Do we live to eat or eat to live? Given a choice between obsession/preoccupation or thriving/surviving, common sense swings to the right. Any time we live exclusively for temporal things, we risk imbalance. Yet anticipating a good meal is exhilarating! And who wants nutrition to be joyless? Can we strike a balance here?
LIVE TO EAT?
The Food Network and Cooking Channel both spotlight experts who have made preoccupation an occupation! Recently, I watched Giada De Laurentiis sample her Grilled Chicken and Avocado Napoleons. Giada aired approving moans as she crunched into a double-decked, puff pastry sandwich layered with grilled chicken, avocado, fresh spinach, and cayenne mayonnaise. She was the master juggler of food and thought as she dabbed drips from her chin.
There is no way Giada and her comrades simply eat to live. They embrace mealtime as a celebration of texture, flavor, aroma, visual appeal, and good company.
EAT TO LIVE?
The Bible lays a foundation for healthy eating: whole foods, consuming animals that graze, and avoiding all creatures classified as scavengers. The Mediterranean and Middle Eastern diets most resemble this guideline and their food is far from boring.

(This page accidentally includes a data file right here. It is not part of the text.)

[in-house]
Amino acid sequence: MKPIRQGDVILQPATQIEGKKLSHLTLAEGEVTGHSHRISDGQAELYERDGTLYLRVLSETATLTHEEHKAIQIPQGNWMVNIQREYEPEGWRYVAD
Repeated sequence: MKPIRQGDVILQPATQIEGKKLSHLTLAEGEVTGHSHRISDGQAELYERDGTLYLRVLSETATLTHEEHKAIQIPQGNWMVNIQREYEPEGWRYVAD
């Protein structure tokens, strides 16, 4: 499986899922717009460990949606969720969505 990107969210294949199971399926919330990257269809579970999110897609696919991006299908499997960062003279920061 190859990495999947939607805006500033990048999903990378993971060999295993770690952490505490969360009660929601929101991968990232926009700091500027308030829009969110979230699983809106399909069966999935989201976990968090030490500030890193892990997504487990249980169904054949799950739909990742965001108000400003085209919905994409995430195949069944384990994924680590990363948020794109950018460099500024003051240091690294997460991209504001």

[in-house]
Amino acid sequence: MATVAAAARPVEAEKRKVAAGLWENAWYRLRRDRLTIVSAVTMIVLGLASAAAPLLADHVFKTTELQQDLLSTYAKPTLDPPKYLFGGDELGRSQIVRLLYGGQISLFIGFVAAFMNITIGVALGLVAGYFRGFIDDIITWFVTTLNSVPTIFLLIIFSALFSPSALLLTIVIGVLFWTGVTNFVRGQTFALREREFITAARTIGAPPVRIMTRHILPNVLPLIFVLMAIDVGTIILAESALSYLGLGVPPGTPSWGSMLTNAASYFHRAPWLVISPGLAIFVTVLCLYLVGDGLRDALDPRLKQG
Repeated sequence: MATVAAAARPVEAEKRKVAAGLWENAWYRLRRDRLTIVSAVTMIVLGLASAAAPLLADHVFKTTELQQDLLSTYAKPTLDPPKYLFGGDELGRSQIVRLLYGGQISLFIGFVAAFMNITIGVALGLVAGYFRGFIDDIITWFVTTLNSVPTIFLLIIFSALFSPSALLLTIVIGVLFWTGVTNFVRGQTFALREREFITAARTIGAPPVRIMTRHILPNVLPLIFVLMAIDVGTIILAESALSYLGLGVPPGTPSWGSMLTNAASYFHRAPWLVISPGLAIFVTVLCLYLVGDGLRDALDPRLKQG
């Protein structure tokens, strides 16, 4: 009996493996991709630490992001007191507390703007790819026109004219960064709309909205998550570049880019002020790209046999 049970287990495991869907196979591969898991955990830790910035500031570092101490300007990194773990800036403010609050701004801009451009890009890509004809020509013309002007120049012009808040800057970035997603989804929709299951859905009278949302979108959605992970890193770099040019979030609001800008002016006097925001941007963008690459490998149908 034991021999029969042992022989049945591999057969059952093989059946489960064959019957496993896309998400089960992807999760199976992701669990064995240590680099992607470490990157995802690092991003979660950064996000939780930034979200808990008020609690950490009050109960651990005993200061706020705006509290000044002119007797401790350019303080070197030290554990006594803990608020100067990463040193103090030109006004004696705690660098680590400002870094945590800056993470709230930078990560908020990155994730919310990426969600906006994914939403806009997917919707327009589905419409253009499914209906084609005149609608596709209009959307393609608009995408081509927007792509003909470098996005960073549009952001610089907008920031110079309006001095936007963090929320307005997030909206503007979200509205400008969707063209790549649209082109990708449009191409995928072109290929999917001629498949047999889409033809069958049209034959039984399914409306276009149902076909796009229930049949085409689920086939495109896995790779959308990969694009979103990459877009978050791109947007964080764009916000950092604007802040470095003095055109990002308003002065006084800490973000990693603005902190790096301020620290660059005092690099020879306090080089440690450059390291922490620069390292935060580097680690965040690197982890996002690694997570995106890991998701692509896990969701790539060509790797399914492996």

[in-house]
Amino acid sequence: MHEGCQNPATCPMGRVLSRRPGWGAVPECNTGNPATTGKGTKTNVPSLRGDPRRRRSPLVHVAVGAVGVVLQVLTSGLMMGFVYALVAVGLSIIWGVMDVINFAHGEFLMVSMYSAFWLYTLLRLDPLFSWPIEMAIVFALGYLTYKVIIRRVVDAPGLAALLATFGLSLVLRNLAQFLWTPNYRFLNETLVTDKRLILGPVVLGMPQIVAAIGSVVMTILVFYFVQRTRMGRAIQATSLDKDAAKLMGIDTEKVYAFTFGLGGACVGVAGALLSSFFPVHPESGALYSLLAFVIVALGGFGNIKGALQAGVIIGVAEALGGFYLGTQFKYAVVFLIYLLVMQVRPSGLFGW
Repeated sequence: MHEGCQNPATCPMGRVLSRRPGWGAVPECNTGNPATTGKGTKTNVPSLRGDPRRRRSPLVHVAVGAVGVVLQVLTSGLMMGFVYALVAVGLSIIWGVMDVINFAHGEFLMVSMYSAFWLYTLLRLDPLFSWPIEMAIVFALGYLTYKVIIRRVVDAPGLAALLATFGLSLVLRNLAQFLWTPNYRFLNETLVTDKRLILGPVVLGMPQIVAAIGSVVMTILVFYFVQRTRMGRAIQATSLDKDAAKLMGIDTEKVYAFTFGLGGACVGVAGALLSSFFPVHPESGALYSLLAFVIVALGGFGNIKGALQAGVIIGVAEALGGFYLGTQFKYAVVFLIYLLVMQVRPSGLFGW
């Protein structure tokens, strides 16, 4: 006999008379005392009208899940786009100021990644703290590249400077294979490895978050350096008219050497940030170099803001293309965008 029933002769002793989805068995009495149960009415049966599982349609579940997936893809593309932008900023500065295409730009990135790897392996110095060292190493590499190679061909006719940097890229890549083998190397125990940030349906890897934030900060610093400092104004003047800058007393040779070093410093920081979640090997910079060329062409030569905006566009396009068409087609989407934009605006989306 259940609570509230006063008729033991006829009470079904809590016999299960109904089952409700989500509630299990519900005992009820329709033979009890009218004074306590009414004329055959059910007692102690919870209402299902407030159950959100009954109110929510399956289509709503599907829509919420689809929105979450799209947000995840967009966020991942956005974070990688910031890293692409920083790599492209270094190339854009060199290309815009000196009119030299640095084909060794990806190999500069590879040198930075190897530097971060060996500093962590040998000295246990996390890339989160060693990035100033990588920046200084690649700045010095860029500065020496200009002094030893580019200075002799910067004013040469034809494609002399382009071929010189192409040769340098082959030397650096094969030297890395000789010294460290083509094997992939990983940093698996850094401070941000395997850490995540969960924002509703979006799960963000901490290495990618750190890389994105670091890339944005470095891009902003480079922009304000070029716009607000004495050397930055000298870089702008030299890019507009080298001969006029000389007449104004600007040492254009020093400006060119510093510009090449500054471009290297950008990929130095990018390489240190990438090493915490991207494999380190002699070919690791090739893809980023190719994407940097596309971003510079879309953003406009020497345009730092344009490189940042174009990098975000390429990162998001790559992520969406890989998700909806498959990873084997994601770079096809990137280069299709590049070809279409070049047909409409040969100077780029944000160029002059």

Eating is so sensory and full of surprises. It's no wonder that some people get carried away with their passion for it. For instance...
Q: The New Yorker described you as someone who eats "slowly" in "small, tidy bites." What should we infer from that?A: That I want my meals to last forever.—Maureen Down interviewing Nora Ephron; New York Times, August 2009
I worked my way through all the food on the platter, all the samosas, then finally, completely abandoning myself, licked the platter itself, and even that had a complex nutty flavor, the flakes of crust melting in my mouth.—Daniyal Mueenuddin on returning to the family farm in Pakistan; in The New Yorker, December 3, 2012